Florida Republican governor and presumed presidential hopeful Ron DeSantis called climate policy “a pretext” to “advance more control over our society” at a Heritage Foundation event Friday just outside Washington.
“A lot of this stuff is being imposed through executive fiat,” DeSantis said during a conversation with Heritage President Kevin Roberts. “Look at what they are trying to do now with remaking how cars are done and all this. Nobody ever voted for that.”
DeSantis keynoted the conservative think tank’s 50th anniversary celebration — after a week of unforgiving headlines and sinking polling numbers. A Wall Street Journal survey released Friday found his original 14-point lead over former President Donald Trump has sunk to a 13-point disadvantage.
But on Friday at the Gaylord National Resort in Maryland, where a crowd of more than 1,000 people welcomed him with a standing ovation, DeSantis projected intense confidence.
“To this day, I’ve never consulted a poll about any decision I’ve made as governor,” he said. “Leaders get ahead of public opinion, chart the course and then the people follow.”
Little of his prepared remarks focused on energy or climate, save for an assertion that Florida would enact the nation’s strongest anti-ESG rules, referring to environmental, social and governance investment factors.
His recent book offered a slightly more nuanced take on environmental policy. While he rejected global warming, he wrote about asking the federal government to fund adaptation measures as the sea level rises and hurricanes batter the country’s southern tip (E&E News PM, March 2).
On Friday he focused on social issues. He blasted “identity politics”; diversity and inclusion requirements; transgender athletes; and, predictably, Disney.
Although he has not declared his bid for president, he portrayed Florida as the land of limited regulation and low taxes — which should be a model for the rest of the country. He also suggested he was running a superior operation.
“We’ve been able to operate in an administration that does not get consumed in controversy or drama or palace intrigue,” he said. “We basically execute the mission day after day.”
He continued to call some Republicans “potted plants.”
“They don’t want to do anything with the authority that they have,” he said.
Heritage hopes DeSantis, should he succeed, will follow its advice.
It’s outlined in the group’s new 900-page “Mandates for Leadership: The Conservative Promise,” a blueprint about how to take over and staff up federal agencies.
Heritage embarked on the comprehensive project after being plagued by staff turnover, leadership turmoil and internal ideological disputes. Observers have seen the project as a way for the foundation to regain influence, particularly after smaller conservative think tanks popped up after the Trump administration (Greenwire, Feb. 22).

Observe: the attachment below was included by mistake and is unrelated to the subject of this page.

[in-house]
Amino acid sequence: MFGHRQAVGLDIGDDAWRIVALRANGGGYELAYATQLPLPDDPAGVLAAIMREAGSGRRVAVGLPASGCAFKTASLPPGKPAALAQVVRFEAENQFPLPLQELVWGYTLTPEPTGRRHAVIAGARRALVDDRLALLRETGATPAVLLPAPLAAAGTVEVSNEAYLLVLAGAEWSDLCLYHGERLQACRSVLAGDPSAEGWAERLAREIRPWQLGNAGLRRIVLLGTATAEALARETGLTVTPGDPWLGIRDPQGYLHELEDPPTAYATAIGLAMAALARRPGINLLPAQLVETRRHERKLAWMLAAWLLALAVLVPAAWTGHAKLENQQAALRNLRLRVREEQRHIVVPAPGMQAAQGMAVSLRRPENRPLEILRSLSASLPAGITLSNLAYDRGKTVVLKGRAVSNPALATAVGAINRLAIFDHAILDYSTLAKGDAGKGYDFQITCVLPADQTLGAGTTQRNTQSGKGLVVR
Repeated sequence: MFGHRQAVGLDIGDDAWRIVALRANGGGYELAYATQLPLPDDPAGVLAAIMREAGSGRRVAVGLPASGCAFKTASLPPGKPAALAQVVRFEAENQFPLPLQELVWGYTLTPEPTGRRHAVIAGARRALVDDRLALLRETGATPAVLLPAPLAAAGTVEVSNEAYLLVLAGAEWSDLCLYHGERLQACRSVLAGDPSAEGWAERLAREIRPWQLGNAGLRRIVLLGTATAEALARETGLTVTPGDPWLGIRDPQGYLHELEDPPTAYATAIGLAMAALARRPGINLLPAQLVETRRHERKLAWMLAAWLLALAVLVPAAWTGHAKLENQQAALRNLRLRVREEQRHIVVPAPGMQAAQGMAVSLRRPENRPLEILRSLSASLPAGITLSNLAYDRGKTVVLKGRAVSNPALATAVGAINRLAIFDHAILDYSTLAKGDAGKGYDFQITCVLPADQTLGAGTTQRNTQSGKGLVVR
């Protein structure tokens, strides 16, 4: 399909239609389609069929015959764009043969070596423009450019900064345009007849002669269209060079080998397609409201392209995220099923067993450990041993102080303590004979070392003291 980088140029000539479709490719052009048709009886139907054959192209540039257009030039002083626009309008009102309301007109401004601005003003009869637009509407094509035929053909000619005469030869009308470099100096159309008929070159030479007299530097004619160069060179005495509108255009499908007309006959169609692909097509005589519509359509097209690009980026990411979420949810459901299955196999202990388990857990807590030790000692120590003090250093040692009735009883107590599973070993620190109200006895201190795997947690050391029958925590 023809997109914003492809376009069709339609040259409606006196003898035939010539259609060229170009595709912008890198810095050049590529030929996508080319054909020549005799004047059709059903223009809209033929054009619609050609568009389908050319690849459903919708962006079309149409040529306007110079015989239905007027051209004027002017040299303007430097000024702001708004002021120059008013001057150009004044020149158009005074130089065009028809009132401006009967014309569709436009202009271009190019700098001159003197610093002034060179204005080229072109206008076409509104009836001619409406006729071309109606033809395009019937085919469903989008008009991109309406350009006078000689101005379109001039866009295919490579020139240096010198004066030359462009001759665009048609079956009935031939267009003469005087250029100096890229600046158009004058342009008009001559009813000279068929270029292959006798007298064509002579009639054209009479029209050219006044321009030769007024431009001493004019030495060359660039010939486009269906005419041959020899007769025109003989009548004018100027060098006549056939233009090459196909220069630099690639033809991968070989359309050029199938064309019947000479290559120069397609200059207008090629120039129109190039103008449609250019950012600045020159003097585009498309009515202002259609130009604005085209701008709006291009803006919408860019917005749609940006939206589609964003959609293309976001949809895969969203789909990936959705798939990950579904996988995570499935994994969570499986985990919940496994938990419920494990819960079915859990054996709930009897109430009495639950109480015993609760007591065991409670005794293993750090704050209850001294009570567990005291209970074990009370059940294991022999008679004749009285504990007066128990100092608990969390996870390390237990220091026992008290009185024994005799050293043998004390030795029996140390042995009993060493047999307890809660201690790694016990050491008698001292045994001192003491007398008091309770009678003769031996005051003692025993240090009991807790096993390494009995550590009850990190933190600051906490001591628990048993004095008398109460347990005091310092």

Leading one of those new think tanks — the Center for Renewing America — is Russ Vought, former Office of Management and Budget director under Trump.
Vought spoke about his experience with unruly government managers and bold bureaucrats. He wanted to reclassify thousands of career staff by creating a new “Schedule F” category, an idea that generated considerable pushback.
During an interview, Vought said he expected Schedule F to be a “day one thing” if a Republican wins the White House.
At the end of the Trump administration, he crafted a plan to reclassify 90 percent of OMB staff, meaning they would lose some civil service protections. He said his efforts changed the culture around the office.
Vought rejected the idea that the point was to “fire the entirety of agencies.”
“We need the agencies with continuity of expertise, but we want that expertise to be served on behalf of the objectives of a president that gets elected by the American people,” he said.
Focus on energy
The Heritage playbook has 30 chapters on government operations and policy areas, including energy and environment. Some were authored by former Trump officials. For one, William Perry Pendley, who led the Bureau of Land Management on an acting basis, wrote the chapter on the Interior Department.
Bernard McNamee, a former commissioner at the Federal Energy Regulatory Commission, wrote the section on the Department of Energy and FERC. And by Mandy Gunasekara, the former Trump EPA chief of staff and Heritage fellow, wrote the EPA chapter.
“The challenge of creating a conservative EPA,” she wrote, “will be to balance justified skepticism toward an agency that has long been amenable to being coopted by the Left for political ends against the need to implement the agency’s true function: protecting public health and the environment in cooperation with the states.”
Gunasekara suggests reversing or easing many environmental regulations, like on air quality and superpollutants known as hydrofluorocarbons, and removing the Greenhouse Gas Reporting Program for operations not currently being regulated.
She also urges the next administration to freeze all environmental justice actions — a Biden administration priority — to ensure they are consistent with the forthcoming Supreme Court decision in the affirmative action case Students for Fair Admissions v. University of North Carolina.
Pendley wrote about how Interior has been captured by environmental radicals since the Carter administration. He urged the next president to reinstate the “Trump-era Energy Dominance Agenda.”
McNamee too promotes “American energy dominance” and calls for a future administration to eliminate “climate-change interference” in DOE approvals of liquefied natural gas exports.